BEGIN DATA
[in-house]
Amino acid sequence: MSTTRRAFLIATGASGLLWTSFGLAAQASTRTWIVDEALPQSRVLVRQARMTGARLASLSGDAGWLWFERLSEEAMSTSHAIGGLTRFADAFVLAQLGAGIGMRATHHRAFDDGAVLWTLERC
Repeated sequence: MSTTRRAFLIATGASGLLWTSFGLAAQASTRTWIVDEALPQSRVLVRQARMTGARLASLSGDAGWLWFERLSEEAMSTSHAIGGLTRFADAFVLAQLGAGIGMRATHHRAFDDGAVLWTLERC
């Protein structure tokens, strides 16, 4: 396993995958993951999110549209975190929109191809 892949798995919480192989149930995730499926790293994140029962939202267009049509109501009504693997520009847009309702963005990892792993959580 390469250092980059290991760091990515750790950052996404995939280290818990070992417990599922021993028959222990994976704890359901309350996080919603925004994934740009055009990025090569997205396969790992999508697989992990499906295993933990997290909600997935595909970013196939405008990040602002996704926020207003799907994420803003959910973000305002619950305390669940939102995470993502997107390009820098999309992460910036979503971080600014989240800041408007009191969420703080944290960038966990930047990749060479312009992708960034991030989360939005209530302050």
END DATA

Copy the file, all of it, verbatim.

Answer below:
[in-house]
Amino acid sequence: MSTTRRAFLIATGASGLLWTSFGLAAQASTRTWIVDEALPQSRVLVRQARMTGARLASLSGDAGWLWFERLSEEAMSTSHAIGGLTRFADAFVLAQLGAGIGMRATHHRAFDDGAVLWTLERC
Repeated sequence: MSTTRRAFLIATGASGLLWTSFGLAAQASTRTWIVDEALPQSRVLVRQARMTGARLASLSGDAGWLWFERLSEEAMSTSHAIGGLTRFADAFVLAQLGAGIGMRATHHRAFDDGAVLWTLERC
């Protein structure tokens, strides 16, 4: 396993995958993951999110549209975190929109191809 892949798995919480192989149930995730499926790293994140029962939202267009049509109501009504693997520009847009309702963005990892792993959580 390469250092980059290991760091990515750790950052996404995939280290818990070992417990599922021993028959222990994976704890359901309350996080919603925004994934740009055009990025090569997205396969790992999508697989992990499906295993933990997290909600997935595909970013196939405008990040602002996704926020207003799907994420803003959910973000305002619950305390669940939102995470993502997107390009820098999309992460910036979503971080600014989240800041408007009191969420703080944290960038966990930047990749060479312009992708960034991030989360939005209530302050």